6. Concept – What’s the big idea. Video projects start off as concepts in search of a purpose.
7. Treatment and Storyboard. A ‘treatment’ is a summary of how you realize the ‘big idea’. A ‘storyboard’ is where you flush out the video in detail – create an outline of the various sections of the video. A well written storyboard holds everyone involved accountable.
8. Length of Video. As online attention spans continue to shrink, ‘shorter’ should be the target.
9. Approvals. Answer the question: Who needs to approve the video and where do they get inserted into the process?
10. Pre-production meetings. The better the collaboration, the better the outcome.
11. Scheduling and production planning. Pre-production planning will minimize the risks associated with your project. Some things to consider: location scouting, permits, crew, equipment, talent or presenters, weather, and schedule.
You have to get familiar with the camera, if you want to work in film and/or television. That includes knowing the basics of the camera angles and types of shots. Here are 12 of the most popular camera shots, provided by the New York Film Academy:
1. The Aerial Shot – Filmed from the air and is often used to establish location
2. The Establishing Shot – Head of the scene and establishes the location the action is set on, while also setting the tone of the scene(s) to come.
3. The Close-UP (CU) – The close-up shot is usually framed from above the shoulders and keeps only the actor’s face in full frame, capturing even the smallest facial variations.
4. The Extreme Close-UP (XCU) – Focuses on a small part of the actor’s face or body, like a twitching eye or the licking of lips in order to convey intense and intimate emotions.
5. The Medium Shots (MS) – Also referred to as a ‘semi-close shot’ or ‘mid-shot’, the medium shot generally shoots the actor(s) from the waist up and is typically used in dialogue scenes.
6. The Dolly Zoom – This shot sees the camera track forward from the actor whilst simultaneously zooming out, or vice-versa. So, the foreground generally stays the same while the background increases or decreases across the frame.
7. The Over-The-Shoulder Shot – The camera is positioned behind a subject’s shoulder and is usually used for filming conversations between two actors.
8. The Low Angle Shot – Filmed from a lower point and shoots up at a character or subject, making them appear larger so as to convey them as heroic, dominant or intimidating.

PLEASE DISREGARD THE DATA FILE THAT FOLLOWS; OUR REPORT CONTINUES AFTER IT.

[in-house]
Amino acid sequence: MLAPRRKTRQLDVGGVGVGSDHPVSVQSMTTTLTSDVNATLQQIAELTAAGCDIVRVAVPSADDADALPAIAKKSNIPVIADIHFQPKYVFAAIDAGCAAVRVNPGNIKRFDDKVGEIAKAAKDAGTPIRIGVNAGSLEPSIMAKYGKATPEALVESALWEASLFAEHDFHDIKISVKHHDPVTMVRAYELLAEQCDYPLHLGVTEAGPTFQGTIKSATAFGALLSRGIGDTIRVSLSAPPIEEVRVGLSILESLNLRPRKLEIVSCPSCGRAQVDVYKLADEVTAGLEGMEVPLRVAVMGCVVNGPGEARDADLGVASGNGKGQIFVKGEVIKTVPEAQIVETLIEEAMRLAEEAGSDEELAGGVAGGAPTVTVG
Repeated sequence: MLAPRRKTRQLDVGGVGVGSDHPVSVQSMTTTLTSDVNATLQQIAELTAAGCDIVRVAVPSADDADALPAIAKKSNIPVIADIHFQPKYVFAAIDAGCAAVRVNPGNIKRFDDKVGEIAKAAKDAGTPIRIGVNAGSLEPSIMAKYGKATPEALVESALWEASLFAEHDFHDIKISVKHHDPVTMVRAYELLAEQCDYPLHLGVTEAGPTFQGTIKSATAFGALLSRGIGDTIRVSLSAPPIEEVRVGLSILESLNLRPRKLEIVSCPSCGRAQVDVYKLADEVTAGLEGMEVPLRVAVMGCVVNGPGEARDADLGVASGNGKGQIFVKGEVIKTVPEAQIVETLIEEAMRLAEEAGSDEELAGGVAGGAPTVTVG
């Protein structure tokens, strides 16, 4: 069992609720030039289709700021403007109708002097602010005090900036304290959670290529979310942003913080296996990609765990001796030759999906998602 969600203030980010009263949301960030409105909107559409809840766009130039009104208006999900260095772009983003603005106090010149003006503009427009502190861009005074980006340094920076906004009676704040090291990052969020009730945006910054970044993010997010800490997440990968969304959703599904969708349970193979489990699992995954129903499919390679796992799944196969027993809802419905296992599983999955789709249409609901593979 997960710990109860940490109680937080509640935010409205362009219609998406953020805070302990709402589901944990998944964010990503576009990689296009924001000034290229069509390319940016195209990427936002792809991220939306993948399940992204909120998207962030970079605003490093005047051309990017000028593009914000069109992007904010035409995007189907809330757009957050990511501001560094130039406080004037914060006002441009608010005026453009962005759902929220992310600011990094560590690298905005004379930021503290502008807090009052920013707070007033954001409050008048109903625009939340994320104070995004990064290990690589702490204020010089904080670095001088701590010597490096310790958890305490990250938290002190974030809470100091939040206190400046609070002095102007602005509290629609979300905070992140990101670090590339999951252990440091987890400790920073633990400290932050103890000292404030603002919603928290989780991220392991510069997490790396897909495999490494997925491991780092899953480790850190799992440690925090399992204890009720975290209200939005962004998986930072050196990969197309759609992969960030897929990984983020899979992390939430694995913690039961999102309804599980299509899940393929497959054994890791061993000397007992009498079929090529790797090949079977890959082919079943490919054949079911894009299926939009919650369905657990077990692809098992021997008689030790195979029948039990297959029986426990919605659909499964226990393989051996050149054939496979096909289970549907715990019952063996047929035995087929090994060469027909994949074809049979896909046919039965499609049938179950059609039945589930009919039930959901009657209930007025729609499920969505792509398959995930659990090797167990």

9. The High Angle Shot – Filmed from a higher point and looks down on the character or subject, often isolating them in the frame.
10. The Two-Shot – This is a medium shot that shows two characters within the frame.
11. The Wide (or Long) Shot – Frames the subject from the top of their head to their feet while capturing their environment. It’s typically used to establish the setting of the scene.
12. The Master Shot – Like the Establishing Shot, identifies key signifiers like who is in the shot and where it’s taking place. However, unlike the Establishing Shot, the Master Shot captures all actors in the scene and runs the entire length of the action taking place.
This article speaks about the importance of storyboards and pre-planning for video production. Storyboarding is a visual representation, using drawings and illustrations to map out the flow of your video. It is the first part of your pre-planning, where you can hash out all of your ideas – and changes – before you start filming. The storyboard and pre-planning documents should include: technical details, content, verbal delivery, set location, and time of day.
Research to Inform:
Below you will find 3 specific examples of the guidelines for proper visual composition:
Rule of Thirds – The rule states, that you separate an image into nine equal parts, dividing it twice vertically and twice horizontally. The ‘points of interest’ should be placed along these lines or their intersections. By following this rule, the image becomes more interesting, by creating tension and energy.
This link is to the trailer of The Lord of the Rings: The Return of the King trailer. However, you can overlay the lines on top of almost any movie trailer and you will see how objects of interest fall on the intersection of the
Lead Room – The lead room is a rule of composition that states that there must be space in the frame in front of the subject in the direction in which the subject is facing.
The entire beginning of the love scene of the movie, Atonement, with Keira Knightley and James McAvoy portrays the lead room rule.
Balance + Symmetry – Symmetry seems to be a staple of the camera shots in The Shining. In many of the shots showing off the hotel, there is symmetry involved. Characters are in the middle of the shots, and the view is balanced out equally on both sides. Stanley Kubrick uses this rule to reinforce the unnaturalness found in the hotel by using such surreal shots that are so neatly symmetric, that they work with the plot theme of insanity.
Between this module and the next, I will create my own video montage, focused on visual composition on the location of my choosing.
Here is my Visual Composition Shot List: Visual Composition Shot List_Goodwin
Here is my Pre-Production Planning Document (Montage): Pre-Production Planning Document for MONTAGE